3. The Stage Manager from Our Town:
This SHOULD be number one. It really should and i apologize for that. The others had a more personal impact on me so they’re getting the higher rating, but if this list were objective, this would be number one. You cannot hold a discussion, a real discussion, about playing with a Narrator and various Narrator tropes without using discussing the Stage Manager. I’ll even go so far as to say the Stage Manager is the archetype to which all else is compared. I… i can’t even begin to discuss The Stage Manager because you can’t start talking about how the playwrite (Thornton Wilder) plays with the Narrator and stop in less than a half hour. The Stage Manager is EVERYthing… guide to the audience, dipping into the action, key to our understanding of the world we’re witnessing, an omnipotent catalyst (for Emily’s Day)… the town itself evolves a consciousness and that consciousness has a certain amount of godlike attributes and THAT is the Narrator.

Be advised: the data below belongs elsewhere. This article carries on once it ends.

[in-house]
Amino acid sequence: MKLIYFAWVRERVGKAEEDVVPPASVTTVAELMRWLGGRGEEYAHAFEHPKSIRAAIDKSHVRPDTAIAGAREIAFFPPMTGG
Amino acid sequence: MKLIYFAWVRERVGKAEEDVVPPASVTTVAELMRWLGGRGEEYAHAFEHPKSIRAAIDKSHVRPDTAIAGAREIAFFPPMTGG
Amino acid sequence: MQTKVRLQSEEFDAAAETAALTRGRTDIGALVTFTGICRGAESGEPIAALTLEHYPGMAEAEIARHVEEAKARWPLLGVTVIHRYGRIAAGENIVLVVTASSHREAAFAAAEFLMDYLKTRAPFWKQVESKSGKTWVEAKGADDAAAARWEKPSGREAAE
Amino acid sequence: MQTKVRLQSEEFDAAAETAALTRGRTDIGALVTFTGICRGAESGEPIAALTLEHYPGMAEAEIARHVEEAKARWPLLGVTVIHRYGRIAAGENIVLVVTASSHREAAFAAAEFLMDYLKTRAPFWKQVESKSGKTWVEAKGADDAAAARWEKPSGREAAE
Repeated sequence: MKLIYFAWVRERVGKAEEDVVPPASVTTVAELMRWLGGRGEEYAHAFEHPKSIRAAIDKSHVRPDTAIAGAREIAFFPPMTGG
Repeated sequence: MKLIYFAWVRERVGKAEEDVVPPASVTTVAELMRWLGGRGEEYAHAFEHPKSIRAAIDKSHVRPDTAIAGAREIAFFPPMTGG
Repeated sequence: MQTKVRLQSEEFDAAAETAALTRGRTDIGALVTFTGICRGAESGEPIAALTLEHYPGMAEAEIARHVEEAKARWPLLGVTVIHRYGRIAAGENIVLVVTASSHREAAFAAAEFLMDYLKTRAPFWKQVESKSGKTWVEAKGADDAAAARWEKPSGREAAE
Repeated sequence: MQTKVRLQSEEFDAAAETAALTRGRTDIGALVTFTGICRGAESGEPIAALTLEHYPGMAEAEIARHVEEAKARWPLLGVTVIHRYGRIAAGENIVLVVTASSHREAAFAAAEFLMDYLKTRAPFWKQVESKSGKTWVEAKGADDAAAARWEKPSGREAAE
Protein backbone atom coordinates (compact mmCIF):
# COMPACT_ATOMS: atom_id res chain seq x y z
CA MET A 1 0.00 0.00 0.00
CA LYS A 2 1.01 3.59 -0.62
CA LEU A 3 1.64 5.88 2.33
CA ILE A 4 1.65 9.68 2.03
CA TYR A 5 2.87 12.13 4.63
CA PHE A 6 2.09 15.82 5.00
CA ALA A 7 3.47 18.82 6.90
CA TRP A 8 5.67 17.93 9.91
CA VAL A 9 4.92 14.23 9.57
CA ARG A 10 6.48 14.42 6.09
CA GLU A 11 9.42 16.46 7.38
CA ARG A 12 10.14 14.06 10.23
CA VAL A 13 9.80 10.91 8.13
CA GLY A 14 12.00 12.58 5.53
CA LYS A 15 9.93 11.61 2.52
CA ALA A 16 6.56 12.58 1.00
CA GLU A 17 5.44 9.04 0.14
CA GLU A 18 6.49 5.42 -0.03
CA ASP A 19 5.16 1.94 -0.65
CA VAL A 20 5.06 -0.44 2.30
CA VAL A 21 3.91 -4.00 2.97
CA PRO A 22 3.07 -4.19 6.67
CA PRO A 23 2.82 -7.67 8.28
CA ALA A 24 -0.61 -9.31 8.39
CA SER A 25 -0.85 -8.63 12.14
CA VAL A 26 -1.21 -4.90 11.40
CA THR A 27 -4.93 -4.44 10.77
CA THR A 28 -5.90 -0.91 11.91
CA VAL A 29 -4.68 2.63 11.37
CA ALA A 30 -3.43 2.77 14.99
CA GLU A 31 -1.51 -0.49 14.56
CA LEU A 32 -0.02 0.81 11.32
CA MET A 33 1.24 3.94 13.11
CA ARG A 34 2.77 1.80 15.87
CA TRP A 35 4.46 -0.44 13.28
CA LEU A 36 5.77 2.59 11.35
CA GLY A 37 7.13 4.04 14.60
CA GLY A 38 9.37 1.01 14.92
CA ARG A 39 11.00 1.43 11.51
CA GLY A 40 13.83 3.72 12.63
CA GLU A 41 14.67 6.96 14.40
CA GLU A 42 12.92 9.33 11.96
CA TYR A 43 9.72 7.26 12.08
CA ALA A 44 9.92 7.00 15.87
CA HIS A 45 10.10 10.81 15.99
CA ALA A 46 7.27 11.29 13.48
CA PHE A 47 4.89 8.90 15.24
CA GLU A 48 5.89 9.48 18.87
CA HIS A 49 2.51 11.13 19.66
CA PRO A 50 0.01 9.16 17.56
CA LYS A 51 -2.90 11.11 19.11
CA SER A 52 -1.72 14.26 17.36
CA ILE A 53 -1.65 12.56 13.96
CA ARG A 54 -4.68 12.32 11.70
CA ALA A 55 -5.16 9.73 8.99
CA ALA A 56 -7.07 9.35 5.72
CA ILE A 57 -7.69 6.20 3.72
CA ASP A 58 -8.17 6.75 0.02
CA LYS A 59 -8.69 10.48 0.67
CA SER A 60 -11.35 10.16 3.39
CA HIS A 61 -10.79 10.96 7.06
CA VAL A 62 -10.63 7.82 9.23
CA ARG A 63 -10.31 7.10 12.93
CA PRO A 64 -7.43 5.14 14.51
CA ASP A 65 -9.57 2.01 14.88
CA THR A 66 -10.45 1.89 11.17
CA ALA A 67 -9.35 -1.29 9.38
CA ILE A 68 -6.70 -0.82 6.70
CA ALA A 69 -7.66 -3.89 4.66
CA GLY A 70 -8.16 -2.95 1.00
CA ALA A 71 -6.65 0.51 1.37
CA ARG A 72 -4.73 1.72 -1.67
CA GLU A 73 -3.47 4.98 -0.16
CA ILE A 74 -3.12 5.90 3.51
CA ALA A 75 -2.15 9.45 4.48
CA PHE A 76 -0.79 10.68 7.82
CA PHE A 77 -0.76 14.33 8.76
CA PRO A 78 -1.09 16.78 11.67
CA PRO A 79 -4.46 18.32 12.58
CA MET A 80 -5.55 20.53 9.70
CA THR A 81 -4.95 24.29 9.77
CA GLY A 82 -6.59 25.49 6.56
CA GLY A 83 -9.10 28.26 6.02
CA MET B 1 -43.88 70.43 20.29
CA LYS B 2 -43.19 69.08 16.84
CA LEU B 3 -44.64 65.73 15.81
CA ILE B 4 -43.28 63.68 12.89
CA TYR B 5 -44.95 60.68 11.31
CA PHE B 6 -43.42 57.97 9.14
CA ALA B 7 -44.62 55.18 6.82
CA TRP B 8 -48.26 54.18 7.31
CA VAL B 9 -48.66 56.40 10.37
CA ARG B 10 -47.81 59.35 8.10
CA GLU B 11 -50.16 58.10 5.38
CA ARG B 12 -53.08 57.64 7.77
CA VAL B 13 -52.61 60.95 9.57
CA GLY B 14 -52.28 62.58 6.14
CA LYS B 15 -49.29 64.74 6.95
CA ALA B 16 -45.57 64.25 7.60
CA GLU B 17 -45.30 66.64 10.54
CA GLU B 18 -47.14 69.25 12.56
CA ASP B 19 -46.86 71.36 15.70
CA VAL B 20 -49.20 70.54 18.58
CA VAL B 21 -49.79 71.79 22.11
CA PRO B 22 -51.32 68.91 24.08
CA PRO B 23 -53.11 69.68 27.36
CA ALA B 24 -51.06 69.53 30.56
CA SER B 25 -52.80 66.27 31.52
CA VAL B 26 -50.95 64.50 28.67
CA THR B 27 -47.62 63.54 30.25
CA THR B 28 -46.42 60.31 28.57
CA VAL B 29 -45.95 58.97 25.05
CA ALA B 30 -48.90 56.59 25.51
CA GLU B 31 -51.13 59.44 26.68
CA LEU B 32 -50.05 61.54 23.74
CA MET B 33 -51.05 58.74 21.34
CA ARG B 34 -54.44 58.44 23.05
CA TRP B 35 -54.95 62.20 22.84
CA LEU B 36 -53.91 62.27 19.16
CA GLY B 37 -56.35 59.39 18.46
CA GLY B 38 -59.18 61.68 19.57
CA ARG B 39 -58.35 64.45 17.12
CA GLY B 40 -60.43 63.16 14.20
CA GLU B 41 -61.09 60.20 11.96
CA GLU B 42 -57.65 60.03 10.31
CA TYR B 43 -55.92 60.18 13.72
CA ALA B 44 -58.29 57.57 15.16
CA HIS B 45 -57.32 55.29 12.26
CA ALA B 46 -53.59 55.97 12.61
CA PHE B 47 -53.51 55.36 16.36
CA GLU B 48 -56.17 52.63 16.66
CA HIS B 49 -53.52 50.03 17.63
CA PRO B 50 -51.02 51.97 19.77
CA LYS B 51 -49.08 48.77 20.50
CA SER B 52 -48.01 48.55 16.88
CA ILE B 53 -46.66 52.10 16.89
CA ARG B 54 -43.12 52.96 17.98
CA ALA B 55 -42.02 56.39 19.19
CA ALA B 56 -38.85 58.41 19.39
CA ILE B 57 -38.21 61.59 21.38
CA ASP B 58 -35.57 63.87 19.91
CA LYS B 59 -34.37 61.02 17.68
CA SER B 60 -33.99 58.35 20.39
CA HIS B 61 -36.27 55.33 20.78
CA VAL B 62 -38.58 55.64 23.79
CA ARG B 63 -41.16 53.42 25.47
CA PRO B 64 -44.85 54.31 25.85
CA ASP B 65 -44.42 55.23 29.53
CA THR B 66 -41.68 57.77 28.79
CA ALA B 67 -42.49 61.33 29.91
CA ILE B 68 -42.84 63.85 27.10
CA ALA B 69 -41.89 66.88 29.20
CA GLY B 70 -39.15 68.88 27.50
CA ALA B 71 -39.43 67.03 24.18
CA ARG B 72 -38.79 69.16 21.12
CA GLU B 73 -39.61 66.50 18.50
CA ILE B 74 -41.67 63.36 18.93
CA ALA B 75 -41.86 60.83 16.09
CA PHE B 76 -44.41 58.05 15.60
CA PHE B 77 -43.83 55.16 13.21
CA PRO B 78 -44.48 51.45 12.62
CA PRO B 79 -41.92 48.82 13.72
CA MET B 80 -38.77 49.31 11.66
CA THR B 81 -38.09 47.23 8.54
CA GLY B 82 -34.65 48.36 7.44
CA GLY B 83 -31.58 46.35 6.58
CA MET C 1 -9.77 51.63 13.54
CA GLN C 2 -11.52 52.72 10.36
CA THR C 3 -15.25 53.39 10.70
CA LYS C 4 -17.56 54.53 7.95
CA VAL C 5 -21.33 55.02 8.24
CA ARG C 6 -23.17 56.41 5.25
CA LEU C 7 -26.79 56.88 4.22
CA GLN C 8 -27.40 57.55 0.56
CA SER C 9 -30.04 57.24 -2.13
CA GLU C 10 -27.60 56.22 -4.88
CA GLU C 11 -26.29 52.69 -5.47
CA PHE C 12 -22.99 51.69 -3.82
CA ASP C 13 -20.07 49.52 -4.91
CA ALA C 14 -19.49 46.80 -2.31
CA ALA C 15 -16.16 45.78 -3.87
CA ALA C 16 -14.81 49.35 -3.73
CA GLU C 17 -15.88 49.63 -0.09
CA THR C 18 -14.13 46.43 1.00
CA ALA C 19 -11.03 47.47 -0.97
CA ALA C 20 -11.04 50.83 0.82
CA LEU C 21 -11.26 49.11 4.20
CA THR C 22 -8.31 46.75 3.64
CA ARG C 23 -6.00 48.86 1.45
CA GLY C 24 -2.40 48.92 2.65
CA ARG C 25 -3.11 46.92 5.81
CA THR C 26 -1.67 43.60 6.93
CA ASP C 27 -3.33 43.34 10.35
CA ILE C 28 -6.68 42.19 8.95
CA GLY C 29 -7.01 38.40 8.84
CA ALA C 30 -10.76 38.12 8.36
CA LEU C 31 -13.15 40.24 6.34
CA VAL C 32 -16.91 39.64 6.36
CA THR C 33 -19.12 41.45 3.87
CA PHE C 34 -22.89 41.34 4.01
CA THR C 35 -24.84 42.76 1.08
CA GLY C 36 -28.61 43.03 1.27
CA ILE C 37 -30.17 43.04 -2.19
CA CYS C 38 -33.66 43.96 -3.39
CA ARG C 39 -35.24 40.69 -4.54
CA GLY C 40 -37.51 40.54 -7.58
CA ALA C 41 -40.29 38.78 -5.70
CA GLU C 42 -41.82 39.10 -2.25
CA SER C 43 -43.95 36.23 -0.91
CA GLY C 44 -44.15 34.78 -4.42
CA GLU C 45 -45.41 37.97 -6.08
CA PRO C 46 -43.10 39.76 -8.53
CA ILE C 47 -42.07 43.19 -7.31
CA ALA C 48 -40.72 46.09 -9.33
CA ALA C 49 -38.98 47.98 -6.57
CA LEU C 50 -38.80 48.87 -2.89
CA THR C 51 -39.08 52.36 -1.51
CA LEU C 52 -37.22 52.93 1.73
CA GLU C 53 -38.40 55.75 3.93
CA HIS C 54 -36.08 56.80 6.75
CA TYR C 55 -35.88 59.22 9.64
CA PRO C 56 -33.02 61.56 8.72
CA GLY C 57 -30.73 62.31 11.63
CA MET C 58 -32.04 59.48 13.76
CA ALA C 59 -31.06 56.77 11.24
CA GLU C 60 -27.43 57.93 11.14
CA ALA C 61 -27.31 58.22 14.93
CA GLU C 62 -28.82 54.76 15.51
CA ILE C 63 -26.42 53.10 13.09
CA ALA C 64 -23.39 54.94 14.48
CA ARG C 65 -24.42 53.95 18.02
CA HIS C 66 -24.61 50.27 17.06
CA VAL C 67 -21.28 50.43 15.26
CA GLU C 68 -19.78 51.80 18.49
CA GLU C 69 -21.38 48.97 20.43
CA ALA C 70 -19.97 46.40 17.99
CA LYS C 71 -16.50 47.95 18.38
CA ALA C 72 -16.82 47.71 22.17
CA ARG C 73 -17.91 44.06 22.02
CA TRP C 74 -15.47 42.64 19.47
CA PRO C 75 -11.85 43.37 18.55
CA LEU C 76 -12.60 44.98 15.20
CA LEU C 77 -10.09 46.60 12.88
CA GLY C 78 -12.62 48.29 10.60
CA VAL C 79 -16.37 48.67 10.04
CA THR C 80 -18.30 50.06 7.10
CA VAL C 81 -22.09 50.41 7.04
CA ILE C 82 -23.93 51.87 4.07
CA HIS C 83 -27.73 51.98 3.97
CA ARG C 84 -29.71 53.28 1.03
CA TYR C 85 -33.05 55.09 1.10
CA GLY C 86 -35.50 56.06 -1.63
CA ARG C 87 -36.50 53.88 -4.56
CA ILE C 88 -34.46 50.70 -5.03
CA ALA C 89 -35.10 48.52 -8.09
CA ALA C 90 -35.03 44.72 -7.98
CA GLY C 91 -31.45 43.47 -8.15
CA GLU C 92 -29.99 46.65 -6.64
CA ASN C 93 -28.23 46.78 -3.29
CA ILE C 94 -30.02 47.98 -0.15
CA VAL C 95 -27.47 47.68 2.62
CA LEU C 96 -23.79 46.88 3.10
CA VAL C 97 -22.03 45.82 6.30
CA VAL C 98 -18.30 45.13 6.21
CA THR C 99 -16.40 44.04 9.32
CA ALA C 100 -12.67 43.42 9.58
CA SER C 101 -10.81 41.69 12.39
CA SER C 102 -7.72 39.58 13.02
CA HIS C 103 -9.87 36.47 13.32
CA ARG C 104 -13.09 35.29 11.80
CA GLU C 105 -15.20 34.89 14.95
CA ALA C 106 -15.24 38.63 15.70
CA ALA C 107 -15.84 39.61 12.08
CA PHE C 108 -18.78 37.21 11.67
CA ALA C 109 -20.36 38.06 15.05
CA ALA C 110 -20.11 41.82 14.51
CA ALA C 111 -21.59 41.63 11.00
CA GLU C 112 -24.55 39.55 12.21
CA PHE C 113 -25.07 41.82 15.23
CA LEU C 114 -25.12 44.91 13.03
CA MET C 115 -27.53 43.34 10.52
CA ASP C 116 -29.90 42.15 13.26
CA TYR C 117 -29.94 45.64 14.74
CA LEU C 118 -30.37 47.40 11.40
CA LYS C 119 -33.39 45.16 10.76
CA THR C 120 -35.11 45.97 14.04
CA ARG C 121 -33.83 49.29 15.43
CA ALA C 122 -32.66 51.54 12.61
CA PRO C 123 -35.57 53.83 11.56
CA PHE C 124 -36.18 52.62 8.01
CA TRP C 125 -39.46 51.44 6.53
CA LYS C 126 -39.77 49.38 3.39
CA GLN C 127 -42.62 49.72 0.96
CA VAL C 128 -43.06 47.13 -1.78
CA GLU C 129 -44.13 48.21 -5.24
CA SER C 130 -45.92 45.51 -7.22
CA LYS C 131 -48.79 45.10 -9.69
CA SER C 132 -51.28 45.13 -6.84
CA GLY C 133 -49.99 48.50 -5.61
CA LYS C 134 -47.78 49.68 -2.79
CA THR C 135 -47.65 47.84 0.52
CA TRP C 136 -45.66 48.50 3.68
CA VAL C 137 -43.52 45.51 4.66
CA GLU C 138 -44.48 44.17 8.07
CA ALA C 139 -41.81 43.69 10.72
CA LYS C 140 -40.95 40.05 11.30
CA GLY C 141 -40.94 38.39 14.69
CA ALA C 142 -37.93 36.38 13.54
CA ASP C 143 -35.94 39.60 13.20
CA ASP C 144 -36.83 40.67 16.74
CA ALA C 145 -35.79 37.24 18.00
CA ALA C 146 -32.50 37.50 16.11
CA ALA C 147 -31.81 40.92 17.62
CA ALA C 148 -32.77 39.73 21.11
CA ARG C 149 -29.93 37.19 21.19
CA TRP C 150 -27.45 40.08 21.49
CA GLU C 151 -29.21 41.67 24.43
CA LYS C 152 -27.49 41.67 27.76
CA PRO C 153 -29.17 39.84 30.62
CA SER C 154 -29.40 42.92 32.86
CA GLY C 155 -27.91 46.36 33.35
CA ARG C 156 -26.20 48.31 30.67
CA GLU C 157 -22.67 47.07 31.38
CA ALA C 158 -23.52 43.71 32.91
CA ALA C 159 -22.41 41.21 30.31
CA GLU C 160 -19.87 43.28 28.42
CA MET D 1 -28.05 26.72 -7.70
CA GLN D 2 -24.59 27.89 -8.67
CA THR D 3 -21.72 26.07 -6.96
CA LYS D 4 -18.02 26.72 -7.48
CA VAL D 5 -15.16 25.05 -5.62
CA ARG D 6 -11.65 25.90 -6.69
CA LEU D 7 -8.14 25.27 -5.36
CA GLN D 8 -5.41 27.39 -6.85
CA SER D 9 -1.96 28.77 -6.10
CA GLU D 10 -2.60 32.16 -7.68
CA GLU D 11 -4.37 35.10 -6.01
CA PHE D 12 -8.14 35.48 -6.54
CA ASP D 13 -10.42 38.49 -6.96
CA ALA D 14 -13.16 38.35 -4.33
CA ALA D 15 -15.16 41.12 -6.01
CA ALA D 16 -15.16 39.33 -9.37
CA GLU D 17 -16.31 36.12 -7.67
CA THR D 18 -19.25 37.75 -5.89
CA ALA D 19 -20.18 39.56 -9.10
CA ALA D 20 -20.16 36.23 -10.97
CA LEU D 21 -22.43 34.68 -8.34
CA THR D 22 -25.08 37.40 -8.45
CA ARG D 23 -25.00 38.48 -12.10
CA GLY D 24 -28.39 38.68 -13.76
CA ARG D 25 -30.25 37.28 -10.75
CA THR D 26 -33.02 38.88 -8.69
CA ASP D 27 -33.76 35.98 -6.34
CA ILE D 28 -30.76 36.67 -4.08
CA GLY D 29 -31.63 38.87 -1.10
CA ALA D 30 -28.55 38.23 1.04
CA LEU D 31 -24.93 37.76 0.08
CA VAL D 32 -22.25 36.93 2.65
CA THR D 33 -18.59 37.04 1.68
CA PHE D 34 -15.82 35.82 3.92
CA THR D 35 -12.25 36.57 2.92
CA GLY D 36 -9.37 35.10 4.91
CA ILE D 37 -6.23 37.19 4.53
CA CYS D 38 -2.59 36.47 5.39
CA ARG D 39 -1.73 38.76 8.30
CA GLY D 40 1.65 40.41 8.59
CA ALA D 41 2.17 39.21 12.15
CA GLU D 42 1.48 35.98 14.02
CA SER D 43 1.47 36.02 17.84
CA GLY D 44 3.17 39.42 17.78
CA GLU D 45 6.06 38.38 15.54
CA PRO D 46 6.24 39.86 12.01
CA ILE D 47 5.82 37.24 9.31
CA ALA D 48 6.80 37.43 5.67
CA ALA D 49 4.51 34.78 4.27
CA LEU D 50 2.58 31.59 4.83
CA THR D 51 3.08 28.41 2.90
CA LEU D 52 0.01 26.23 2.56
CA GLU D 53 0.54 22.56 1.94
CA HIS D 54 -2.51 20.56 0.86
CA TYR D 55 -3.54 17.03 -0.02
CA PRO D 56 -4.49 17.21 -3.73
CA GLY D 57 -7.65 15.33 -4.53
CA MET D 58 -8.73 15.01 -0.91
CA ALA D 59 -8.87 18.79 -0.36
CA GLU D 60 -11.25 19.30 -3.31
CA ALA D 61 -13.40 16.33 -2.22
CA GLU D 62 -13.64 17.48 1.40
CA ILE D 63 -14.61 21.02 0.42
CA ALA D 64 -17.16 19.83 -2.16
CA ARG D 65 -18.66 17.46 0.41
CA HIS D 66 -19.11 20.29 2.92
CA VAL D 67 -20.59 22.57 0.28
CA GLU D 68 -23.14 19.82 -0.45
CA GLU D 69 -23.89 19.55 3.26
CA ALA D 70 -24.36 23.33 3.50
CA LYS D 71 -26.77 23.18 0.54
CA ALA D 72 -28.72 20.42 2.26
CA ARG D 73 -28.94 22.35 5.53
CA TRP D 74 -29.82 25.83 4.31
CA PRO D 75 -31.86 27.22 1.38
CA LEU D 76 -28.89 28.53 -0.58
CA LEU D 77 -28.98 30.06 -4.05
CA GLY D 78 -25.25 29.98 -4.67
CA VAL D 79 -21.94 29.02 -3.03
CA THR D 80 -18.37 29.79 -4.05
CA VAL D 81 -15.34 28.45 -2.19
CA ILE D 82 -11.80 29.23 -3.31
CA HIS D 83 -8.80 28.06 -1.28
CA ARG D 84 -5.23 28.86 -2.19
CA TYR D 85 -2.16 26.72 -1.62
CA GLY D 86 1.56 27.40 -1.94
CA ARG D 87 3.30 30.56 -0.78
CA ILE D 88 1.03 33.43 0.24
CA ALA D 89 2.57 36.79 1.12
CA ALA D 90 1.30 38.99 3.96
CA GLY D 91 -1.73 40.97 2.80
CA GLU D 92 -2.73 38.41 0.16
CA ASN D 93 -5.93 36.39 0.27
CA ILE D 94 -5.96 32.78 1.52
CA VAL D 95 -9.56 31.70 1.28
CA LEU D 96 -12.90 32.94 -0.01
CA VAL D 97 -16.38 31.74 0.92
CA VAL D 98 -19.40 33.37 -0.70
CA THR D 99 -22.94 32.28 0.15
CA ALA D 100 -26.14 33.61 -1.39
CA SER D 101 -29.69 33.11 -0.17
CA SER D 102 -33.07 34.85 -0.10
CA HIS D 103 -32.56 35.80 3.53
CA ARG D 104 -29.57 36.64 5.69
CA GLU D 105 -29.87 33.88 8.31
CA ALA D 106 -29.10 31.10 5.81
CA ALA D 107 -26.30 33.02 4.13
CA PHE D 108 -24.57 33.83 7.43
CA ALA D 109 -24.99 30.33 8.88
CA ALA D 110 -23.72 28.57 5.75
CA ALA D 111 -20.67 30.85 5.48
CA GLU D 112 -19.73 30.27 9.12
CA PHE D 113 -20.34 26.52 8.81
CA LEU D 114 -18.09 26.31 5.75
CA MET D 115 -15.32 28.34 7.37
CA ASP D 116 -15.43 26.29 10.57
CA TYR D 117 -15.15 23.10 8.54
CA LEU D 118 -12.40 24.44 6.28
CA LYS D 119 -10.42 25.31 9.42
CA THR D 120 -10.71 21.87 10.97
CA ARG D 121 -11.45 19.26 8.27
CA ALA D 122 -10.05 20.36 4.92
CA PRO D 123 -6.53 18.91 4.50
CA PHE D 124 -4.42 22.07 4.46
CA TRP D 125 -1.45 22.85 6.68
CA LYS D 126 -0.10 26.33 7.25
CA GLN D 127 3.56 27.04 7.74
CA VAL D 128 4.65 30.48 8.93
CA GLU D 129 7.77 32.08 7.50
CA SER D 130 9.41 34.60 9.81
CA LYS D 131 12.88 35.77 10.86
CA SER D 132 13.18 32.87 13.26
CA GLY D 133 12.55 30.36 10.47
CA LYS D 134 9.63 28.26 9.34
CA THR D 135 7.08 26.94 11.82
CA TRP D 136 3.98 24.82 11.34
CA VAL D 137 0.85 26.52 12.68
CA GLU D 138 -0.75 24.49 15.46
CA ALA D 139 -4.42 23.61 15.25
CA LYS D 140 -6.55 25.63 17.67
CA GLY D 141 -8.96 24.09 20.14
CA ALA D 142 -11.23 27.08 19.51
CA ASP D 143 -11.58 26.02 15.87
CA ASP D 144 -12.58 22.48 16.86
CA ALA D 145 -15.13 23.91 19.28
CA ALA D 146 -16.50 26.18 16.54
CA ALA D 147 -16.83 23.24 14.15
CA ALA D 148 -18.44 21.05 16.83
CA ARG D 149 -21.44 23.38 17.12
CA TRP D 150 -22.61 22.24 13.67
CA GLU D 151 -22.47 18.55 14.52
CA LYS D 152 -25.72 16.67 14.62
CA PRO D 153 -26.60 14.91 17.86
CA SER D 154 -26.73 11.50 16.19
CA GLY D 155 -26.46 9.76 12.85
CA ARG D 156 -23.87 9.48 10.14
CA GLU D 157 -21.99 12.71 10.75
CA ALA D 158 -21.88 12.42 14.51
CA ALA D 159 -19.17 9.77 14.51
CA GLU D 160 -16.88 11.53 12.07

Everything i did with Lloyd the Narrator in the Dieselpunk Opera ultimately traces back to seeing Pippin when i was 15 years old. I loved the songs, i liked the whole artist finding himself thing,. but HOLY SHITBALLS the ending BLEW MY LITTLE 15 YEAR OLD MIND. Seriously, it was the end of Pippin that did this thing to me that changed everything and set me upon a certain course and set of ideas that not only guided a whole shitload of my artistic explorations but culminated years and years later in The Dieselpunk Opera.
This Narrator is not 4th wall breaking, not meta or mystical or omnipresent or any of the fancy things all these others are. He is just simply a Master of Ceremonies. But no other single Narrator inspired me to the degree the MC from Cabaret did. He’s dark. He’s decadent. He IS in control of the show and he is strangely… otherworldly. But not in the usual fantastical ways i often enjoy. It’s just a great character built so well by the original Joel Grey. He’s a blueprint for an archetype which i imagine has also inspired reams of other artists creating and playing with Narrators.